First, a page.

Anadromous brook and brown trout can provide patient and persistent Northeast anglers with some of the most rewarding fishing in the region; not to mention it is one of the least understood and targeted fisheries around. Anadromous trout are fish that are born in freshwater, spend a period of their lives at sea, then run back up the river they were born in to spawn. While salter browns are generally stocked fish, sea-run brook trout are an entirely native anadromous species.
Just when you thought big browns or native Brookies were as badass as they come, salties come running upriver screamin’ “hold my beer!”…Beaten, bloody, and bruised these easily preyed-on trout are lucky to be alive. A pack of piranha-like Bluefish could turn a school of salties into ribbon within seconds, not to mention the stripers or seals casually cruising the brackish estuaries. These Atlantic run warriors are equally as admirable as they are elusive.
We sat down with experienced New England “Salter” angler Patrick McEvoy (P-Mack) to talk about what makes the sea run trout of New England special. Patrick (IG: @pmack6) is a Cape Cod native and longtime angler. Picking up fly fishing at a young age put him in the perfect habitat to explore the famed and fabled Cape Cod sea-run brook trout population. We had a chance to chat with him about his love for salters and the future of this fishery.
Flylords: So when did you begin targeting these “salters”?
P-Mack: “I started fishing for Salters, or sea-run brook trout when I met a kid in my 6th-grade science class that mentioned fly fishing. that following weekend he had me on the Mashpee River catching these native Brookies. he explained to me that day that we may encounter members of the local Wampanoag Tribe, the indigenous native Americans who still inhabit Cape Cod today. the first salter I took was on a small dry fly and measured no longer than 4 inches, but the myriad of colors was mesmerizing.”
P-Mack continued by recounting his trip last year, back to the same rivers he fished as a kid.
“The crown jewel of cape cod is the Quashnet River which is not only spring fed, but runs through land protected by the State of Massachusetts. The river has undergone extensive and costly rehabilitation thanks to the work of the local Trout Unlimited Chapter and the Sea-run Brook Trout Coalition. These nonprofits were able to stabilize the fishery, protect the watershed and complete extensive rehab which has led to an exceptional resurgence of the native fish.”
Flylords: Is there hope for this fishery, or will it meet its demise due to death by a thousand cuts? There are a number of organizations in place attempting to stabilize the fishery along the Eastern seaboard but some believe it may be too little too late.
P-Mack: “Yeah, I was lucky enough to get the chance to fish some fabled Atlantic salmon and Sea-run brook trout water in New Brunswick. The Brookies were as plentiful as they were beautiful. The freshest fish, those who had just entered the river from the estuaries, were eager to take small streamers. Luckily for me, a dry fly junky, the trout which had acclimated to the river were keen to take bombers in dramatic fashion. The bomber is a fly that will confound the mind of any fisherman; it looks like nothing natural, it’s humongous, and comes in color patterns such “the smurf”; bright blue and white. A fresh fish is unmistakable to a fish that has remained in the river or been in the river for some time and the pictures do not do justice. Especially to the colored up male Brookies, complete with fire red belly, white tipped fins, and kype jaw.”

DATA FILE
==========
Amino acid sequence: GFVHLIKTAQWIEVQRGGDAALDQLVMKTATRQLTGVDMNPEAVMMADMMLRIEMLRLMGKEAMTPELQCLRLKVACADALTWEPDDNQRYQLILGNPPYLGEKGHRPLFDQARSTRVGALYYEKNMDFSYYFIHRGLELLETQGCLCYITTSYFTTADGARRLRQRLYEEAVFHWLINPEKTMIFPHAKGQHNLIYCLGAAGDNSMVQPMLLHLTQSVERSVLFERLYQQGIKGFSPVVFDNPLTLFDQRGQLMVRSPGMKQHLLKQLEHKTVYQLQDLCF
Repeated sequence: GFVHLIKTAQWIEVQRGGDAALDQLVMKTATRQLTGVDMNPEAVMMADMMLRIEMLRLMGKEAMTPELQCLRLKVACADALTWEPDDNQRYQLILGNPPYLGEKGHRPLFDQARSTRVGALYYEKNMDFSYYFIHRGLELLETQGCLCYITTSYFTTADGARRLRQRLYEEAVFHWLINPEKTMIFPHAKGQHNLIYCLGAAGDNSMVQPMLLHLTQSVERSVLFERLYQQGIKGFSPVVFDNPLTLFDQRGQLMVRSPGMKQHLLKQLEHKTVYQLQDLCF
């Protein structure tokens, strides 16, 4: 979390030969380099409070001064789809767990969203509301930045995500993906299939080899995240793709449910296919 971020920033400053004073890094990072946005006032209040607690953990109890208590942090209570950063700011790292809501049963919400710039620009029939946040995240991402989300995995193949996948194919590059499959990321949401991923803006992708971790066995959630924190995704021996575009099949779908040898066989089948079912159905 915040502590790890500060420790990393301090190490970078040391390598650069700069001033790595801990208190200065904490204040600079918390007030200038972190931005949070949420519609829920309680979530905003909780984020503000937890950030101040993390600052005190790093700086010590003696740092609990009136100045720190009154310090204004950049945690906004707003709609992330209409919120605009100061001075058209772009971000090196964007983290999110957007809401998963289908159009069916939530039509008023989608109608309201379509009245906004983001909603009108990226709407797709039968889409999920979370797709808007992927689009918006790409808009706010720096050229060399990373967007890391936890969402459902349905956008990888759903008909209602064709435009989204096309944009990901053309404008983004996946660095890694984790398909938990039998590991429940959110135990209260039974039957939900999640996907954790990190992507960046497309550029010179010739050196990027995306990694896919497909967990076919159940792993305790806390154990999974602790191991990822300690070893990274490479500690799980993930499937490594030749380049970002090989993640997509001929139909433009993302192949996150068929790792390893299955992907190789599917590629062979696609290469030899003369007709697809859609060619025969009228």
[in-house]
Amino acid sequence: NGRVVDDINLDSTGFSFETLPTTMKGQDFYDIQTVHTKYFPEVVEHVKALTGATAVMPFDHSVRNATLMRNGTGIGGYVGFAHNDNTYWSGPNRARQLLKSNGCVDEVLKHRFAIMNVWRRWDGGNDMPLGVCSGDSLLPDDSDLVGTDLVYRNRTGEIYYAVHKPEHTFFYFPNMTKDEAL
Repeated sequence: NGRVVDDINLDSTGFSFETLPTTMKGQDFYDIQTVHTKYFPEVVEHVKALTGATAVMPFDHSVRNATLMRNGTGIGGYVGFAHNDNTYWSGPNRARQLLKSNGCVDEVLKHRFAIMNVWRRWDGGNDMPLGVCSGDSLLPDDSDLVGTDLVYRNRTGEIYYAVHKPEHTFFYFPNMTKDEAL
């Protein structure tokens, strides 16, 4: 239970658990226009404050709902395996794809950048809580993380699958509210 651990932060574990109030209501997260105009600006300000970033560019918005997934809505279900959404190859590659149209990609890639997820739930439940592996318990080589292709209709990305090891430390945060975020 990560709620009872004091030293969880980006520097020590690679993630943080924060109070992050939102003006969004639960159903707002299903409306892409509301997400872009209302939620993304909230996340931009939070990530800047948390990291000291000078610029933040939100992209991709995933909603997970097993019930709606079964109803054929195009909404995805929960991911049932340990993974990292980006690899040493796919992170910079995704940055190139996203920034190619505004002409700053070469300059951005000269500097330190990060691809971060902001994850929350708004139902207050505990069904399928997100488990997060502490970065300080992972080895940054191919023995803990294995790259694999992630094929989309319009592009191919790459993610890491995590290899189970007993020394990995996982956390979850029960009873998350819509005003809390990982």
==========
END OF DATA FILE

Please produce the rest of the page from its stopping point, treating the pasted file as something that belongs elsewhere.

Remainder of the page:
Flylords: Any similarities between freshwater Brookies and salters?
P-Mack: “The fisheries are incomparable but the reason for the disparity is glaringly obvious; human beings. The rivers in New Brunswick do not have stream degradation caused by human populations, nor dams like the 3000 that call Massachusetts’ rivers home.”
“The fresh fish, just up from the estuary have an unmistakable silver sheen, not present in the more classically decorated brookies fly fishermen have come to love. Like the Atlantic Salmon with which the salters share the rivers in New Brunswick, the fresh silvery fish are so colored because of their diet while living in the salt water; grass shrimp and minnows are always on the menu, even small crabs. Once the Salters enter the river they are back to a normal trout diet of mayfly nymphs and caddis larvae, as well as small fry, minnows, and sculpin. This diet, coupled with the tannin-stained water will set about an incredible change in colors. The flawless red and white fins are sometimes the only way to spot these fish in the river. Mother Nature surely created a masterpiece when she painted the body of these fish, perhaps the most intricately decorated of any trout or char species we target in North America. It is quite common for friends and family to inquire about pictures of salters, they are simply mesmerizing.”
“ It should also be noted that these salters are actually char and not trout.”
“Salters have a reputation as opportunistic and aggressive, eager to take a streamer imitating small baitfish. The fish in New Brunswick were eerily similar to those of Cape Cod, small cone head streamers with some flash were deadly. we took fish on dries too, mostly bombers fished almost like a bass popper. The Brookies could hardly help themselves. pop…pop…SMASH…needless to say that technique will not work in the small streams of the Cape.”